Here’s my latest for ABC’s The Drum website, published yesterday.
Australian politics has a strange ‘centre’ at the moment, and the dial seems increasingly to fall at the feet of Malcolm Turnbull.
His presence on shows like Q&A results in both calls for him to reassume the Liberal Party leadership, and the suggestion he is an ALP member in disguise. Analogies are drawn with Don Chipp and he is urged to create a new party of the centre. While some celebrate his staring down of Abbott on climate change, others seem seduced by his status as the likable one inside elite circles.
Yet far from a ‘good sort’ member of the 1 per cent, his celebrated small ‘l’ liberalism is little other than a continuation of the right-wing economic radicalism of the neoliberal era. Turnbull is committed to privatisation of the public sector, radical industrial relations policy, and solving serious social problems (such as climate change) by leaving them to market mechanisms. He has even gone so far as to call building the National Broadband Network ‘the telecommunications version of Cuba‘.
In the lead up to the last federal election, GetUp! chose the seat of Wentworth as one of only two seats in NSW to target leaflet on election day. The seat had Labor for Refugees member and marriage equality supporter Steven Lewis in the red corner, and carbon-price-loving and leather-jacket-clad Turnbull turning it on in the blue. While The Greens received their usual series of big ticks from GetUp!, the leaflet encouraged voters to be prudent as ‘Wentworth Is Different’, they claimed.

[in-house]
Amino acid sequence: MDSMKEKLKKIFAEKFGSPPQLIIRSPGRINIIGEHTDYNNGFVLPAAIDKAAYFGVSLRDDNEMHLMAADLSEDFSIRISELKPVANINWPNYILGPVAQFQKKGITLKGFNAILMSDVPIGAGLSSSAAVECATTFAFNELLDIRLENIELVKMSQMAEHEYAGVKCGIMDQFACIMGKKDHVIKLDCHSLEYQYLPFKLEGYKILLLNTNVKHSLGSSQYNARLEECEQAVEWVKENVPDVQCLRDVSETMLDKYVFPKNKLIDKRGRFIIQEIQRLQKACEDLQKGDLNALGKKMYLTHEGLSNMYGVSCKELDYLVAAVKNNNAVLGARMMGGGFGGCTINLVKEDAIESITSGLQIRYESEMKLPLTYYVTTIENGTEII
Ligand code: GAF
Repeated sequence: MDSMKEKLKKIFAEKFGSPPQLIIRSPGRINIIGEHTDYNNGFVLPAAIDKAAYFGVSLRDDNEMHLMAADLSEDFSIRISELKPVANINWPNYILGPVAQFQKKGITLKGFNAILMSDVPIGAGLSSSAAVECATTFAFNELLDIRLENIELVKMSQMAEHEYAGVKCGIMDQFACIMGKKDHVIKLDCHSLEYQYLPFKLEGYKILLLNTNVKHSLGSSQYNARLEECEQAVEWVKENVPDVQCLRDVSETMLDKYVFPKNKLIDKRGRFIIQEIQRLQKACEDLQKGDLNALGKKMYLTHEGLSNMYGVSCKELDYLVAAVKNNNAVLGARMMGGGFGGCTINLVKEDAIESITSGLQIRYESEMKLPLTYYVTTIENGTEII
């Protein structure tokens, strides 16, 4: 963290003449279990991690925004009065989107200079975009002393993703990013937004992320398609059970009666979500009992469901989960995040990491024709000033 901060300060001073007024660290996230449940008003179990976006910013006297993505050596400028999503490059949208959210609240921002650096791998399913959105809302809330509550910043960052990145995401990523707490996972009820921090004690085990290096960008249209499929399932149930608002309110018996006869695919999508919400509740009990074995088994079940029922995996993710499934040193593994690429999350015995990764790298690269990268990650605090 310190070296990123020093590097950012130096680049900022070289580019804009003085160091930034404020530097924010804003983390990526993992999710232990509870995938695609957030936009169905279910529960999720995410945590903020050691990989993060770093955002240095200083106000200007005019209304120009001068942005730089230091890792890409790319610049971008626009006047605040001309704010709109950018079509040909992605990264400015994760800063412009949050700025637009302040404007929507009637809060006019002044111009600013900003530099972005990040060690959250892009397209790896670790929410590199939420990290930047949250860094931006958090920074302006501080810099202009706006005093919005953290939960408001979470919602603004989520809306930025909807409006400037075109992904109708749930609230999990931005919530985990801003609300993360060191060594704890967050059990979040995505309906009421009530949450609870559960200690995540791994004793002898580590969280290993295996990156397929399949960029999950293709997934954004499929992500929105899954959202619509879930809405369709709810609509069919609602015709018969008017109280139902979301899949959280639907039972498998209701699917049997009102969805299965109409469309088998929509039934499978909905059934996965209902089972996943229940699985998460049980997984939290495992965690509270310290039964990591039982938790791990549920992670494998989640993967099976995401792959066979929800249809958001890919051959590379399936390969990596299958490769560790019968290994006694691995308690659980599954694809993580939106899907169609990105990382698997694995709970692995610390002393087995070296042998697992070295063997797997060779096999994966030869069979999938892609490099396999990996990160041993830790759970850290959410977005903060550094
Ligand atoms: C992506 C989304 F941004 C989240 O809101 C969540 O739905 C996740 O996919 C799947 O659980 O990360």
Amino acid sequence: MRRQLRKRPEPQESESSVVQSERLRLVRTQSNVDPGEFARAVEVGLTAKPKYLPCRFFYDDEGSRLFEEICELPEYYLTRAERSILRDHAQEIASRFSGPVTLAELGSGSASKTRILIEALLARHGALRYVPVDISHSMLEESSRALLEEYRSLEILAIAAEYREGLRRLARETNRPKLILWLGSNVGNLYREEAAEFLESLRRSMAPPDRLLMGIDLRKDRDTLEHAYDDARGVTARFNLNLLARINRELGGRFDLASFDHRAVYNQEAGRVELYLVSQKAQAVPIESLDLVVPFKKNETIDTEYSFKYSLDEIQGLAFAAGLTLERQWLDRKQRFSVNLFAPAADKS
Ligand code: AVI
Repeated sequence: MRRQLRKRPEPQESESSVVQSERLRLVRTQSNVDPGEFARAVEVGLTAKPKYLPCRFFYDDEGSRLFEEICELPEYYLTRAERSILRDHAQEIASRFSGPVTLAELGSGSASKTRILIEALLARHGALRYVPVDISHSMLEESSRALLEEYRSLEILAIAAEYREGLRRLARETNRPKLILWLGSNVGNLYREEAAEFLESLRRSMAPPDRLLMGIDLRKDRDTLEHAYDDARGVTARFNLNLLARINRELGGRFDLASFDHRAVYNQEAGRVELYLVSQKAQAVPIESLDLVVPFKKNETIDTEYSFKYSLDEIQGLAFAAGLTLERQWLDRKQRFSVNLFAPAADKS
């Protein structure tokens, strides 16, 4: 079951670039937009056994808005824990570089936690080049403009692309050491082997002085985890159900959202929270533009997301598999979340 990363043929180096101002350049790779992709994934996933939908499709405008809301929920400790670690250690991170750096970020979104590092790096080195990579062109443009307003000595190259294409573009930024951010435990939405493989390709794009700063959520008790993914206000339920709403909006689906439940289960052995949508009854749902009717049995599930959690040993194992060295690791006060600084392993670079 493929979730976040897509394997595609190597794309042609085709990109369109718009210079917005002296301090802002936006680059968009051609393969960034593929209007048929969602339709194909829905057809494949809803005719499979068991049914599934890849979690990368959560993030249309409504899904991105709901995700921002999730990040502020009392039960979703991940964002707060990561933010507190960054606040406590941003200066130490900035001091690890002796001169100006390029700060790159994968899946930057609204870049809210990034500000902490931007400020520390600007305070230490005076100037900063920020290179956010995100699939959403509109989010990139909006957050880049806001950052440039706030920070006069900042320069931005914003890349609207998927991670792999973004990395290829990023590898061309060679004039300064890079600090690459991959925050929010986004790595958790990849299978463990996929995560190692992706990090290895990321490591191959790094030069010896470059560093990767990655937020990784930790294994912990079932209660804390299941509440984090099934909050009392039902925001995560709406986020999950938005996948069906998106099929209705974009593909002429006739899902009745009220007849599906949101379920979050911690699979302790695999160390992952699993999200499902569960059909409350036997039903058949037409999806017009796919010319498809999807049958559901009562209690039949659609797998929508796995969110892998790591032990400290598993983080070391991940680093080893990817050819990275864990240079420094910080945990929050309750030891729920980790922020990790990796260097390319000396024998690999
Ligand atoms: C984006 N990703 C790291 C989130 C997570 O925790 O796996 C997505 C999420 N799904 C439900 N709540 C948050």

I voted in the late afternoon when there were more GetUp! activists than party volunteers at the booth. They were in chorus screaming that Lewis agreed with me on ending marriage discrimination, and that Turnbull was on my team wanting to tackle climate change.
“The candidates want social justice — they’re real liberals.”
“These two disagree with their parties — they say what they really think.”
As the @GetUpWentworth campaign tweeted:
What were not part of the verbal volleys as I queued, nor discussed in the GetUp! leaflet, were any more fundamental questions about the economy despite the dire global outlook at the time. The leaflet talked about specific policy initiatives — around health, environment, refugees, and jobs and infrastructure — but disconnected from the overall management of the economy and the neoliberal economic orthodoxy of the major parties.
For example GetUp!’s leaflet indicated where the parties stood on an increase in the compulsory rate of superannuation, but said nothing on the catastrophic losses of people’s retirement money in the Global Financial Crisis (as a result of it being gambled on the stock market). It scored the parties on increased funding for Indigenous, preventative and mental health, but said nothing on the growing share of health money going to private health care. Nor did it ask about the repeated failures to bring crucial allied health services (such as psychology, physiotherapy and dental) fully under the Medicare umbrella and change fundamentally the economics of healthcare in this country.
So there I stood, close to the many corners of Kings Cross that house Sydney’s homeless each night, angry about how little the GetUp! leaflet said about the Wentworth community’s haves and have-nots. It was a gloomy bit of icing on an election where Abbott’s record player was stuck on ‘turn back the boats’ and ‘great big new tax‘. An election where Gillard and Swan were trying to sell the story that ‘we’ escaped the GFC, at a time many Australians felt life was getting tougher and the ALP was caving in to the big end of town over the mining tax. An election where The Greens offered little in the way of an alternative outlook on economics, ignoring warnings from members and progressive economists that they had given too much ground to neoliberal ideology.